The blog was largely stagnant for most of last fall and the beginning of 2020. I didn’t have the energy to throw myself into it while I was pregnant and having a newborn put a wrench in things at the beginning of the year. But now that I find myself a stay-at-home mom (something I never expected to be!), I have a renewed interest in making this thing work.
Now that we’re all caught up, let’s get into the details of how much money this little food blog made in May 2020!
May 2020 Income Report
TOTAL INCOME: $882.94
- Display ads: $366.23 (Mediavine)
- Affiliate Marketing: $16.71
- Sponsored Posts: $0
- Freelance Writing, Photography, Design: $500
TOTAL EXPENSES: $203.70
- Website Upkeep: $91.25
- Website hosting: $10 (Cloudways)
- Website tech/development: $47 (iMarkCreative)
- Photography + Video: $9.99 (Adobe Creative Cloud)
- Email service provider: $29 (ConvertKit)
- Content + social media management: $73.46
NET PROFIT: $679.24
Income + Expense Review
Let’s talk about income…
If you’ve been reading other food blog income reports, you’ll know that no two blogs monetize in the same way. Some are high traffic with high display ad earnings, some are killing it at affiliate marketing, and some sell their own products and courses. And some are doing a little bit of everything.
Let’s dive a bit deeper into the way Fork in the Road created income in May 2020.
You may remember from my April 2019 report that I was finally accepted to the Mediavine advertising network. I have now been with Mediavine for a year and made over $7300 in display ad income over the past 12 months.
My best month was November 2019, when I had a huge spike in traffic due to Thanksgiving and the holiday season and made over $1100 in one month. However, January hit and while it has typically been a good month for me in past years, my traffic started to fall midway through the month and never went back up.
Looking back now I believe I was hit by the January 2020 Google algorithm update. Every few months Google changes its algorithm and some sites benefit and some do not. There were two previous updates in 2019 that hit food bloggers hard that I seem to have escaped, but then January hit and I lost about 20% of my traffic across the board.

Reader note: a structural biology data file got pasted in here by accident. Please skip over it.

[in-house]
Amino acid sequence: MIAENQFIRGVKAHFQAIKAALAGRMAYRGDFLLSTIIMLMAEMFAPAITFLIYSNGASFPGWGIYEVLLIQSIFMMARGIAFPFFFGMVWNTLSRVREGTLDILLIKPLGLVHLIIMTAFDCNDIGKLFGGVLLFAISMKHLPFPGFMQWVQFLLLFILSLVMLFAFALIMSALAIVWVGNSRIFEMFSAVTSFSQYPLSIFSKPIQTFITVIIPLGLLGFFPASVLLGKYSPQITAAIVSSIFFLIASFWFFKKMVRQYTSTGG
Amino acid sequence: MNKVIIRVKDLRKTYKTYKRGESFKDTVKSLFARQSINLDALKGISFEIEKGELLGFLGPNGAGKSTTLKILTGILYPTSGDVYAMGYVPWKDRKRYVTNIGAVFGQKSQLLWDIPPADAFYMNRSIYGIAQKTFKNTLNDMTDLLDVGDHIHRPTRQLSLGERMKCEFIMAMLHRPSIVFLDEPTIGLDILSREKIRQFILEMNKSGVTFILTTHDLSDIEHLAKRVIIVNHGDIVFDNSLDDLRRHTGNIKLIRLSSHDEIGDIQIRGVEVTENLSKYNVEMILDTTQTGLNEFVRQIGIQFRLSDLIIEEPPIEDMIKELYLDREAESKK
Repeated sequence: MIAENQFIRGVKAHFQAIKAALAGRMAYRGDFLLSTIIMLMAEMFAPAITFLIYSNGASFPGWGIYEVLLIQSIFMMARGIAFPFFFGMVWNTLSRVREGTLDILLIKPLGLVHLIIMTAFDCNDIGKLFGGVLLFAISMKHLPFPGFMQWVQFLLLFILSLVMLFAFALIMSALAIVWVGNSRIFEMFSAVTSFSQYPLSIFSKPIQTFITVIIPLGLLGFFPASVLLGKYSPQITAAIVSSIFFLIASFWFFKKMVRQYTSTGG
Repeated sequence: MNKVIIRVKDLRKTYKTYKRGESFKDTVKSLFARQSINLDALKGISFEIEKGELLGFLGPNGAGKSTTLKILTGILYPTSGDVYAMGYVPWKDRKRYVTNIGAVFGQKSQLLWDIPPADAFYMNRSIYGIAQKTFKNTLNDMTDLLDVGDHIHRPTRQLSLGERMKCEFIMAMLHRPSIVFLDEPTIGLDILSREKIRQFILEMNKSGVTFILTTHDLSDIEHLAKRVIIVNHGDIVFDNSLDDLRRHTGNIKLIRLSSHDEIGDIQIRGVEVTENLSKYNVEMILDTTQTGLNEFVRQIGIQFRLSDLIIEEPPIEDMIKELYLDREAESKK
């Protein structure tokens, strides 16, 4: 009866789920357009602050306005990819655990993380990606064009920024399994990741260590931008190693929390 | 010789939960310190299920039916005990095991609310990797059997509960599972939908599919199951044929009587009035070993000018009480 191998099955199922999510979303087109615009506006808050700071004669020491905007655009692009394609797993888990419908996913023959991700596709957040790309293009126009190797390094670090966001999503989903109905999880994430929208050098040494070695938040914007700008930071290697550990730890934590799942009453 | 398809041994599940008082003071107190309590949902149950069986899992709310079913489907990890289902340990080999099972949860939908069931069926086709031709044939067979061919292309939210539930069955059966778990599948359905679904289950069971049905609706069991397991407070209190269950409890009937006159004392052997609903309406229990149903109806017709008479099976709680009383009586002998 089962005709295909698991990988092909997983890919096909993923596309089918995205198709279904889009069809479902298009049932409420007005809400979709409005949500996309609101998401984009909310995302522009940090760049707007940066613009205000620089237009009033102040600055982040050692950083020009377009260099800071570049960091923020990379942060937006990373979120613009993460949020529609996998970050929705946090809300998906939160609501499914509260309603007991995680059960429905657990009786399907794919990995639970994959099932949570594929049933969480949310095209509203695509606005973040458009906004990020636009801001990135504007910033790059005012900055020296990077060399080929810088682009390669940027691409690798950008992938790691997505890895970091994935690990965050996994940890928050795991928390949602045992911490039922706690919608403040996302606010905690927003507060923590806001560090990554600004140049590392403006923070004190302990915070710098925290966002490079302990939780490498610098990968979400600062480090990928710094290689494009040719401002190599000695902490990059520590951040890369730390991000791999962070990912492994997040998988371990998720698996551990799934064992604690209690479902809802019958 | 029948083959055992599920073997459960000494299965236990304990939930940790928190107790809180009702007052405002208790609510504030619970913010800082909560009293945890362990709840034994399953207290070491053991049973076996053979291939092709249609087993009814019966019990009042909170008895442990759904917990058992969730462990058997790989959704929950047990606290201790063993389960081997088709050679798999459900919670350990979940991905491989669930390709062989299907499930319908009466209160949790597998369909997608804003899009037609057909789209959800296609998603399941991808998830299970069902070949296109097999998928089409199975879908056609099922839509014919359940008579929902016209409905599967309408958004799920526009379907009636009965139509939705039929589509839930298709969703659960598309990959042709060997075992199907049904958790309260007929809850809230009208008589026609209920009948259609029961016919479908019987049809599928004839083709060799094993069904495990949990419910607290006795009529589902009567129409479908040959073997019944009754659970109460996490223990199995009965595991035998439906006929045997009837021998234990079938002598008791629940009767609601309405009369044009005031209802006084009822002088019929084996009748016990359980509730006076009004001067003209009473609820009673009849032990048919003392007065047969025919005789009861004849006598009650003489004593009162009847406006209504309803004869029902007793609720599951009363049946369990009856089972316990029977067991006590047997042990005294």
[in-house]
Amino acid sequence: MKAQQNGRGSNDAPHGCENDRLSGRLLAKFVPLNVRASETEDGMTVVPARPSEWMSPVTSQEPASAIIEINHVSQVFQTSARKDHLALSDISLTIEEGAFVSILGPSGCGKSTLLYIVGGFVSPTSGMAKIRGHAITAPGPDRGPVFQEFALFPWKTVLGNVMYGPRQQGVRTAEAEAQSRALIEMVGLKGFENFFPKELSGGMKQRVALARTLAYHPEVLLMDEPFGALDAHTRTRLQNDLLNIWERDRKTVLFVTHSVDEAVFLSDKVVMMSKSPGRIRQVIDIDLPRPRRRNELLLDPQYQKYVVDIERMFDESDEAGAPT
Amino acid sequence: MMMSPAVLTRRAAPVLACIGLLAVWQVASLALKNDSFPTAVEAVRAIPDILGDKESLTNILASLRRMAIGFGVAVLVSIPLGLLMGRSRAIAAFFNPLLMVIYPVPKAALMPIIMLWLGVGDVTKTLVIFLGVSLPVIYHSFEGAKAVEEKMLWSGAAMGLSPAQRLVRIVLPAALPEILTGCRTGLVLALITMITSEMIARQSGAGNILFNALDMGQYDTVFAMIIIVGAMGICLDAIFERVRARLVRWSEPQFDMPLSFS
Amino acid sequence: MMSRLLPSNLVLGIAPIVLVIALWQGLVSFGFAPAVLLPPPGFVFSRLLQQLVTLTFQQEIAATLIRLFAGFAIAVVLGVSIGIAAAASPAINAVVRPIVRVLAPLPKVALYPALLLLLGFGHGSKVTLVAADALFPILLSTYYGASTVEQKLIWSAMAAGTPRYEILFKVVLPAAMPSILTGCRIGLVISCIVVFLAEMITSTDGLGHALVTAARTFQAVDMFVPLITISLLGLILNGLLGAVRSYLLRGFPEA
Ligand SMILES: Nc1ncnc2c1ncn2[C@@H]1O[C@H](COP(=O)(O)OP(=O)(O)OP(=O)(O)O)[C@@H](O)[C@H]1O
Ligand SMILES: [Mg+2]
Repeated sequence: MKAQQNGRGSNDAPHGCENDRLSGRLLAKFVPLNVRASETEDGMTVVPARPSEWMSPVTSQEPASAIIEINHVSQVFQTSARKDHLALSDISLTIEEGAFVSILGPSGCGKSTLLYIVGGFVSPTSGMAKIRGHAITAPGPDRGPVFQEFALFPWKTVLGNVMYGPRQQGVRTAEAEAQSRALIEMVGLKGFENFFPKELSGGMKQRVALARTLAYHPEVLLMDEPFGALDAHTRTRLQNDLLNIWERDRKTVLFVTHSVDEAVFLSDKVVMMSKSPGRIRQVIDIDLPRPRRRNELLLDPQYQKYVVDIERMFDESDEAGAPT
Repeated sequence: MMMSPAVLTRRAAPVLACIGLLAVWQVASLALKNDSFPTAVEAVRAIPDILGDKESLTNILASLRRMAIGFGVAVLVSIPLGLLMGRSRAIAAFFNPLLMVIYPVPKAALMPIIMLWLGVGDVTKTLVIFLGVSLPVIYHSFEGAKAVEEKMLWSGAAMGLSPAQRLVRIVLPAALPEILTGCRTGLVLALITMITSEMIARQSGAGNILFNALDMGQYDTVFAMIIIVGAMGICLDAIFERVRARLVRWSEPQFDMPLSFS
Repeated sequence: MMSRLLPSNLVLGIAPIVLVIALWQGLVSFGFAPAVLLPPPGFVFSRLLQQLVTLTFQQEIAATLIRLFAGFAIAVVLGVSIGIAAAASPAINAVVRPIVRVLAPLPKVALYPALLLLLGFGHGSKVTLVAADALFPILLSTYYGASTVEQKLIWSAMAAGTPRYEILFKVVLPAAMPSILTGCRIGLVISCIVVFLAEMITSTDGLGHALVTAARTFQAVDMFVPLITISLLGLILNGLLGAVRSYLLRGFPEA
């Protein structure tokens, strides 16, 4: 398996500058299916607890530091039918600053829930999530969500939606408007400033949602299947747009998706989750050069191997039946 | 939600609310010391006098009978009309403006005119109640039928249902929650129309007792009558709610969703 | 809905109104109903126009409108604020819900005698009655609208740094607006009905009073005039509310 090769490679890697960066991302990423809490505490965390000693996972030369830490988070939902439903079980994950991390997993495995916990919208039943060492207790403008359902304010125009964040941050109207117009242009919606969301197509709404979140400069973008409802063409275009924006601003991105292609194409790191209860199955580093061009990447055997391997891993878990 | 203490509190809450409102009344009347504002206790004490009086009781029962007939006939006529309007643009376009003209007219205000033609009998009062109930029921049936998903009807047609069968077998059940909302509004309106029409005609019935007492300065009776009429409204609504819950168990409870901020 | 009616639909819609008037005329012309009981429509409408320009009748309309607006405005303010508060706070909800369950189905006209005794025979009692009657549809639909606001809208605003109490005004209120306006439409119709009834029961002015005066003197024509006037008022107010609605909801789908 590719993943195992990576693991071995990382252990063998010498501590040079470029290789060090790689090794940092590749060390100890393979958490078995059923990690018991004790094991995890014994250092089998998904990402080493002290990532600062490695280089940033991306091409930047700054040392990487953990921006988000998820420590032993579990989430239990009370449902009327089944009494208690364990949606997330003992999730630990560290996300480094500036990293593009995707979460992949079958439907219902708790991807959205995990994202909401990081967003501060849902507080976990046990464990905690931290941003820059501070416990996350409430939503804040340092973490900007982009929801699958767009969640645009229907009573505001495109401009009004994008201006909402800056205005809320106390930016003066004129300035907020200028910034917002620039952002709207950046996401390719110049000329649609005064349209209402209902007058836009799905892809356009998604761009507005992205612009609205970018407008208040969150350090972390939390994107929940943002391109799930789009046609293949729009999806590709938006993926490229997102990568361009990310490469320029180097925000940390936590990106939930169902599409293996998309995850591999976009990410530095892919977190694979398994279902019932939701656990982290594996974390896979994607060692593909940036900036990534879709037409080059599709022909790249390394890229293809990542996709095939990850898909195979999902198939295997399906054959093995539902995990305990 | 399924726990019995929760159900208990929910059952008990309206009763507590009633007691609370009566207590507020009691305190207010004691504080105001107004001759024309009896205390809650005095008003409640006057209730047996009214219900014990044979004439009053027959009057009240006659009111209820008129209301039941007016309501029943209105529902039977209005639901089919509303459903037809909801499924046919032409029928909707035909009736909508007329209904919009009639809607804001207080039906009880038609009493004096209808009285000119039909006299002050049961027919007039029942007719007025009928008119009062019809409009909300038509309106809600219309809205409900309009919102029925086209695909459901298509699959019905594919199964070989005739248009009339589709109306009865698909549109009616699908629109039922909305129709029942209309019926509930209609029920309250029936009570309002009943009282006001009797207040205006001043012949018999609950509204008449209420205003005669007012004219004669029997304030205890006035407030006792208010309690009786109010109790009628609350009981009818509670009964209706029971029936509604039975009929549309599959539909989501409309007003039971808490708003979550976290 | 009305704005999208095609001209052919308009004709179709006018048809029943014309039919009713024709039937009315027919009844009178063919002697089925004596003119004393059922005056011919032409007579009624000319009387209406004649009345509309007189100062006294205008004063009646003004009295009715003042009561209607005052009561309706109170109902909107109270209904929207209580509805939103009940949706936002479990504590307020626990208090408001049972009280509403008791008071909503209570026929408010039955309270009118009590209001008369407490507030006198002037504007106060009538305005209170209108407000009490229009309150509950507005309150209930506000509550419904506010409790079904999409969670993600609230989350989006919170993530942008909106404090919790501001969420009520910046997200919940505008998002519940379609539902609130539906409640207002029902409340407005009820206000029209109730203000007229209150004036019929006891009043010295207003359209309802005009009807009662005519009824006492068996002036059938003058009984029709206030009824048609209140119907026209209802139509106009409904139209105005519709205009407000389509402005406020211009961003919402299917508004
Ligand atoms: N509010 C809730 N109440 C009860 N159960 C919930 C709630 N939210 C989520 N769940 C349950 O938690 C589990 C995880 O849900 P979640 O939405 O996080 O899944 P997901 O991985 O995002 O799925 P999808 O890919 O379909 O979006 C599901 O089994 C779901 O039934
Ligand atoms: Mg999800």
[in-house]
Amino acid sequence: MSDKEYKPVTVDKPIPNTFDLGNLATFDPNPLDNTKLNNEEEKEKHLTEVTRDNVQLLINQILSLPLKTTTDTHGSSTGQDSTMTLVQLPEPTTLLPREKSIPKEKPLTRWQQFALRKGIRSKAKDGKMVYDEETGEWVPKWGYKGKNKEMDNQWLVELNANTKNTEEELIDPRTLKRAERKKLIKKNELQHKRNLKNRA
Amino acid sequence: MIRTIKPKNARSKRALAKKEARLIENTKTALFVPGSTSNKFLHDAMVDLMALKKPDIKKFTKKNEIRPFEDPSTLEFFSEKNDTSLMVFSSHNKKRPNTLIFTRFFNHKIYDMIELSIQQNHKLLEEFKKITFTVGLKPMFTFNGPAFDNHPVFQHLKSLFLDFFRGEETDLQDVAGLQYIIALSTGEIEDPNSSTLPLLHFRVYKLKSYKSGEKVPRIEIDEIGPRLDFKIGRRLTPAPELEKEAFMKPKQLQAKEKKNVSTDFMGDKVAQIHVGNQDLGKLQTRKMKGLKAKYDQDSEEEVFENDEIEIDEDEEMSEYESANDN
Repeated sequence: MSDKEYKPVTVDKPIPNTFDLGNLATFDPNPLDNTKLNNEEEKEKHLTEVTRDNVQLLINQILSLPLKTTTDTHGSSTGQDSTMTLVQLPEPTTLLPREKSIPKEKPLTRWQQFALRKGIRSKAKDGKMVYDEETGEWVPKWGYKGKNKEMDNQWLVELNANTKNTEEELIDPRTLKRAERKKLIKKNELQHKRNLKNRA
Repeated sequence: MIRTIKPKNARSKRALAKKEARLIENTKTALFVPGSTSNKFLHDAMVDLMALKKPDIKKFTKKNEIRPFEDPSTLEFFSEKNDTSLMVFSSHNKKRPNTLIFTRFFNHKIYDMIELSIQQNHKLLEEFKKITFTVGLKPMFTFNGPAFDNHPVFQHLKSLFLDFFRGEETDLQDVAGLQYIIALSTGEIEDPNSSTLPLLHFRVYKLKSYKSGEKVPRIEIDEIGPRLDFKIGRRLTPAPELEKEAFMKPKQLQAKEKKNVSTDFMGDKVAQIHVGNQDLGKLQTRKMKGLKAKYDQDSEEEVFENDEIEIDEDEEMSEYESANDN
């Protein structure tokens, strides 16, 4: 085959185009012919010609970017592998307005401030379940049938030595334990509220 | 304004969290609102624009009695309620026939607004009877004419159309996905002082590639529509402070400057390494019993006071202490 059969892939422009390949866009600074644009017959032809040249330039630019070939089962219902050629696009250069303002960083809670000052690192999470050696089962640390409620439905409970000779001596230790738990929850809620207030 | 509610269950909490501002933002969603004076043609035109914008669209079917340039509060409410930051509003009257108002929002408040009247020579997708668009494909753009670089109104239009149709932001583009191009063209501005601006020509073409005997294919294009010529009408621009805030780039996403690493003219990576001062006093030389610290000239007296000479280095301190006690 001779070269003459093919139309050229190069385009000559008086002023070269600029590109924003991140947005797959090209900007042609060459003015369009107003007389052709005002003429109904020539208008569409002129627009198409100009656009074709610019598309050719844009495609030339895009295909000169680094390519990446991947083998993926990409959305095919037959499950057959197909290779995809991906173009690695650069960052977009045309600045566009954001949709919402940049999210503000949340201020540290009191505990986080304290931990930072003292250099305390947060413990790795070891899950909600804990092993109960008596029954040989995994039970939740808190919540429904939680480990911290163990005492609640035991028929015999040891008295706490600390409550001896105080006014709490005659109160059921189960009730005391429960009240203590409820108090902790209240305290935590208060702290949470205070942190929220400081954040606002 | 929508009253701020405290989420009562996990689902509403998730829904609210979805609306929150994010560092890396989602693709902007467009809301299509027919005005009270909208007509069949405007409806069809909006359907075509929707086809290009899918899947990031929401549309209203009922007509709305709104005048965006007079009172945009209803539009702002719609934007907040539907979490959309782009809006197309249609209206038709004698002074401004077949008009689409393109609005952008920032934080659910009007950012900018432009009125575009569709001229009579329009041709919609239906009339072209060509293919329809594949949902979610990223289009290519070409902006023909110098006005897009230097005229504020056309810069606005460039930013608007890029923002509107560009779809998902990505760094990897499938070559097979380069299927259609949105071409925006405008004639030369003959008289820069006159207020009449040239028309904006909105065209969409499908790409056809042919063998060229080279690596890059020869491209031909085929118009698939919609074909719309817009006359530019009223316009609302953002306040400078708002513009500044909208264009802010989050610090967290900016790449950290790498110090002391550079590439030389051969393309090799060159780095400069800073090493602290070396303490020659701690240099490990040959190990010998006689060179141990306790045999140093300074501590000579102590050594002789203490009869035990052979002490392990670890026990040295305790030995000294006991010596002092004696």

Then two months later the world stopped because of the pandemic and ad RPMs took a nosedive in March 2020 and they haven’t recovered. My average RPM in May was an abysmal $11.64 after months of $20+ RPMs last fall.
Traffic is down for Fork in the Road and ad rates are down for everyone, so income is down overall. Hello summer slump!
Affiliate marketing is when a blogger promotes another brand’s product or service and receives a small commission if the reader purchases after clicking through an affiliate link.
In May 2020 I made about $16 in affiliate income from Amazon. This a small amount, but like I mentioned in the ads section above, traffic is down overall and I haven’t put a lot of effort into affiliate marketing so this isn’t surprising.
One thing to mention that changed in the affiliate marketing world this month — Amazon’s affiliate program, Amazon Associates, significantly dropped their affiliate commission rates. This means that previously if someone clicked an affiliate link and purchased an item through my site, I would receive anywhere from 4-8% as a commission. Now that rates are much lower, I’m averaging 1-3%.
While I never had high Amazon earnings, this was a huge hit for many bloggers who rely on Amazon’s income. It was especially hard because it came at a time when Amazon is doing very well (at-home shopping is at an all-time high in the pandemic) and many bloggers are losing income through ads.
I mentioned in an income report last year that I took a break from pursuing sponsored post work. Sponsored work typically is very time intensive and because I was working full-time it didn’t make sense for me. I have also heard in the blogging community that sponsorship opportunities are down as brands are reducing marketing spending.
Freelance Writing + Photography
Freelance writing and photography is any content I create for brands or other bloggers. Even though this type of work means the content never ends up on Fork in the Road itself, I still include it in these income reports because without the blog serving as my portfolio, I would never have secured the work.
In May 2020 I made $500 from freelance photography, which should be about the same amount in months going forward. It’s an easy and fun project, as I get to shoot photos outside of my typical style, which I find builds my photography skills overall. I am grateful for this income stream at the moment, as it makes up the majority of the money I’m making on the blog.
May 2020 was a lower than average month for blog income, because of very low RPMs and a traffic nosedive. The blog has always been a side hustle for me but now it’s suddenly become my main hustle, which was hard to wrap my head around. More on how I want to take the blog to the next level below.